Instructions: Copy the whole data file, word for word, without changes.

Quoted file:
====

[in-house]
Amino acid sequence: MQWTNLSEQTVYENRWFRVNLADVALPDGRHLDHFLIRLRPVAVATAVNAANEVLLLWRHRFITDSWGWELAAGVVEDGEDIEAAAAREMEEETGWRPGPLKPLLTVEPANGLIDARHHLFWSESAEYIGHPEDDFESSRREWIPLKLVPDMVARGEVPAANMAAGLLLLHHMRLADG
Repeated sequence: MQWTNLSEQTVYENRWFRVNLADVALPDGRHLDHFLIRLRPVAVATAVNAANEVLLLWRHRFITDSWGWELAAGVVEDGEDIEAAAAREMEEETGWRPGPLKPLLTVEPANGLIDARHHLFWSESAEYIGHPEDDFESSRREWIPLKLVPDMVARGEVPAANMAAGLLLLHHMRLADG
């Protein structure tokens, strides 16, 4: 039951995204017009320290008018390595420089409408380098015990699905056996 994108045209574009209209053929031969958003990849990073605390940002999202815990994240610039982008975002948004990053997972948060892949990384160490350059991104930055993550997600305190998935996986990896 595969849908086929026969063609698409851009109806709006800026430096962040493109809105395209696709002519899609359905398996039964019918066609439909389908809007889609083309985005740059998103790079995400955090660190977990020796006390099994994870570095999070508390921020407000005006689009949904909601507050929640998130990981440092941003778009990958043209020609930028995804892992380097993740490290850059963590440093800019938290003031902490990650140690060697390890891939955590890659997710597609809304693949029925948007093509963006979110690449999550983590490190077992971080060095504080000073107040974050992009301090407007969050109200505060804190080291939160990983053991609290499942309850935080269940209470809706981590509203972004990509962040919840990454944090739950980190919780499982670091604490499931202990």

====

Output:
[in-house]
Amino acid sequence: MQWTNLSEQTVYENRWFRVNLADVALPDGRHLDHFLIRLRPVAVATAVNAANEVLLLWRHRFITDSWGWELAAGVVEDGEDIEAAAAREMEEETGWRPGPLKPLLTVEPANGLIDARHHLFWSESAEYIGHPEDDFESSRREWIPLKLVPDMVARGEVPAANMAAGLLLLHHMRLADG
Repeated sequence: MQWTNLSEQTVYENRWFRVNLADVALPDGRHLDHFLIRLRPVAVATAVNAANEVLLLWRHRFITDSWGWELAAGVVEDGEDIEAAAAREMEEETGWRPGPLKPLLTVEPANGLIDARHHLFWSESAEYIGHPEDDFESSRREWIPLKLVPDMVARGEVPAANMAAGLLLLHHMRLADG
């Protein structure tokens, strides 16, 4: 039951995204017009320290008018390595420089409408380098015990699905056996 994108045209574009209209053929031969958003990849990073605390940002999202815990994240610039982008975002948004990053997972948060892949990384160490350059991104930055993550997600305190998935996986990896 595969849908086929026969063609698409851009109806709006800026430096962040493109809105395209696709002519899609359905398996039964019918066609439909389908809007889609083309985005740059998103790079995400955090660190977990020796006390099994994870570095999070508390921020407000005006689009949904909601507050929640998130990981440092941003778009990958043209020609930028995804892992380097993740490290850059963590440093800019938290003031902490990650140690060697390890891939955590890659997710597609809304693949029925948007093509963006979110690449999550983590490190077992971080060095504080000073107040974050992009301090407007969050109200505060804190080291939160990983053991609290499942309850935080269940209470809706981590509203972004990509962040919840990454944090739950980190919780499982670091604490499931202990």